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At-School Victimization and Alcohol Use Among Minoritized U.S. Youth, 2009–2017

  • Caleb W. Curry
    Affiliations
    Evaluation, Data Integration, and Technical Assistance (EDIT) Program, Institute for Sexual and Gender Minority Health and Wellbeing, Northwestern University, Chicago, Illinois

    Department of Medical Social Sciences, Feinberg School of Medicine, Northwestern University, Chicago, Illinois

    The Dartmouth Institute for Health Policy & Clinical Practice, Hanover, New Hampshire
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  • Lauren B. Beach
    Affiliations
    Evaluation, Data Integration, and Technical Assistance (EDIT) Program, Institute for Sexual and Gender Minority Health and Wellbeing, Northwestern University, Chicago, Illinois

    Department of Medical Social Sciences, Feinberg School of Medicine, Northwestern University, Chicago, Illinois
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  • Xinzi Wang
    Affiliations
    Evaluation, Data Integration, and Technical Assistance (EDIT) Program, Institute for Sexual and Gender Minority Health and Wellbeing, Northwestern University, Chicago, Illinois

    Department of Medical Social Sciences, Feinberg School of Medicine, Northwestern University, Chicago, Illinois
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  • Megan M. Ruprecht
    Affiliations
    Evaluation, Data Integration, and Technical Assistance (EDIT) Program, Institute for Sexual and Gender Minority Health and Wellbeing, Northwestern University, Chicago, Illinois

    Department of Medical Social Sciences, Feinberg School of Medicine, Northwestern University, Chicago, Illinois
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  • Dylan Felt
    Affiliations
    Evaluation, Data Integration, and Technical Assistance (EDIT) Program, Institute for Sexual and Gender Minority Health and Wellbeing, Northwestern University, Chicago, Illinois

    Department of Medical Social Sciences, Feinberg School of Medicine, Northwestern University, Chicago, Illinois
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  • Ysabel Beatrice Floresca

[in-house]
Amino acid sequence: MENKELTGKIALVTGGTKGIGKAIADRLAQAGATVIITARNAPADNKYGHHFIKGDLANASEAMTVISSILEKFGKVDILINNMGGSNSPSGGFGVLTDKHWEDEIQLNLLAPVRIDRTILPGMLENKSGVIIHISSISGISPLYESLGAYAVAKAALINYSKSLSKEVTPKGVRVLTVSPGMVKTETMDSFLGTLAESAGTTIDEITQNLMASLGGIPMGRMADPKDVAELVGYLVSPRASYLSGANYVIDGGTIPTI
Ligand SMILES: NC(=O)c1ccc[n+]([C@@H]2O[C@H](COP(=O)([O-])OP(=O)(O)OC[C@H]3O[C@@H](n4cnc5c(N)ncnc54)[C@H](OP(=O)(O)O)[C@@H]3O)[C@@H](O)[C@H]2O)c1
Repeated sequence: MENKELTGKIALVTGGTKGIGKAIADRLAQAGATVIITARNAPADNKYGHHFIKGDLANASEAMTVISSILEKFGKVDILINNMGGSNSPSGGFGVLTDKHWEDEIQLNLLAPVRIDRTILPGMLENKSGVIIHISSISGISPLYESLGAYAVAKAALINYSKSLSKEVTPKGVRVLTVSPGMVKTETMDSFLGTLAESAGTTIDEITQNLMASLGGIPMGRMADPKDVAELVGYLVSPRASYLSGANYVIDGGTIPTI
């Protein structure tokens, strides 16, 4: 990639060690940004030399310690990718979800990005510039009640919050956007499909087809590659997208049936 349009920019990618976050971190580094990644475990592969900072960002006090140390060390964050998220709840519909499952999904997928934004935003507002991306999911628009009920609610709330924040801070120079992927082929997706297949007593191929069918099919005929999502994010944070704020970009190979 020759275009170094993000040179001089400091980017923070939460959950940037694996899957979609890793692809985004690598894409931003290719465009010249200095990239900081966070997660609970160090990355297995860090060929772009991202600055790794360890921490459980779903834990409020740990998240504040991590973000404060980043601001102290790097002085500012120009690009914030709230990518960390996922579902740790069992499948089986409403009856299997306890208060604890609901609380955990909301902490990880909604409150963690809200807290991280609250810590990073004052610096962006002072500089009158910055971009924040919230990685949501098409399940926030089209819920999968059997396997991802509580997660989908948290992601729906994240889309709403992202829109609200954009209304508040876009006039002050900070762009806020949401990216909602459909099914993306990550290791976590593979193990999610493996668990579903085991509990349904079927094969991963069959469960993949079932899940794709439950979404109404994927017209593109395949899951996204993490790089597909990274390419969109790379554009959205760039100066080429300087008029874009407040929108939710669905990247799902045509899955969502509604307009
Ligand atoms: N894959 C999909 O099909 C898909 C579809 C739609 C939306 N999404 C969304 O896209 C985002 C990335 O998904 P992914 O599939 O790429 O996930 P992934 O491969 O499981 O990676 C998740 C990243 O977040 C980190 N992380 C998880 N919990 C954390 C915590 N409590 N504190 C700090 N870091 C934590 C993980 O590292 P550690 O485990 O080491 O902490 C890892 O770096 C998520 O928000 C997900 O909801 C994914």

Affiliations
    Evaluation, Data Integration, and Technical Assistance (EDIT) Program, Institute for Sexual and Gender Minority Health and Wellbeing, Northwestern University, Chicago, Illinois

    Department of Medical Social Sciences, Feinberg School of Medicine, Northwestern University, Chicago, Illinois
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  • Gregory L. Phillips II
    Correspondence
    Address correspondence to: Gregory L. Phillips II, PhD, MS, Department of Medical Social Sciences, Feinberg School of Medicine, Northwestern University, 625 North Michigan Avenue #14-043, Chicago IL 60611.
    Affiliations
    Evaluation, Data Integration, and Technical Assistance (EDIT) Program, Institute for Sexual and Gender Minority Health and Wellbeing, Northwestern University, Chicago, Illinois

    Department of Medical Social Sciences, Feinberg School of Medicine, Northwestern University, Chicago, Illinois
    Search for articles by this author

      Introduction

      Sexual minority and/or racial/ethnic minority youth may use alcohol at school as a form of minority stress-based coping. Polyvictimization is particularly prevalent among sexual minority and/or racial/ethnic minority youth and may be a useful proxy measure for minority stressors.

      Methods

      Data from local administrations of the Youth Risk Behavior Survey were pooled across 42 jurisdiction years (biennially, 2009–2017) and analyzed in 2022, resulting in a sample of 118,052 U.S. youth. The prevalence of alcohol use at school was examined by sexual identity, race/ethnicity, and their intersections, stratified by sex. Multivariable logistic regression models were built to examine the disparities in alcohol use at school and the impact of school-based polyvictimization.

      Results

      At the intersections of race/ethnicity and sexual identity, 25 of 30 sexual minority and/or racial/ethnic minority subpopulations had greater odds of alcohol use at school than their White heterosexual same-sex peers. Hispanic/Latinx not-sure males (AOR=9.15; 95% CI=5.97, 14.03) and Hispanic/Latinx lesbian females (AOR=11.24; 95% CI=6.40, 19.77) were most likely to report alcohol use at school. After adjusting for polyvictimization, the magnitude of association was attenuated for most sexual minority and/or racial/ethnic minority subpopulations; however, all but 2 significant associations remained.

      Conclusions

      Sexual minority and/or racial/ethnic minority youth were more likely than White heterosexual peers to use alcohol at school, with the greatest odds among multiply marginalized and polyvictimized youth. Interventions should consider addressing more than school-based victimization alone because disparities persisted, although at a lower magnitude, after accounting for polyvictimization. Future longitudinal studies are warranted to further explore the associations between multiply marginalized identities, school-based polyvictimization, and alcohol use at school.
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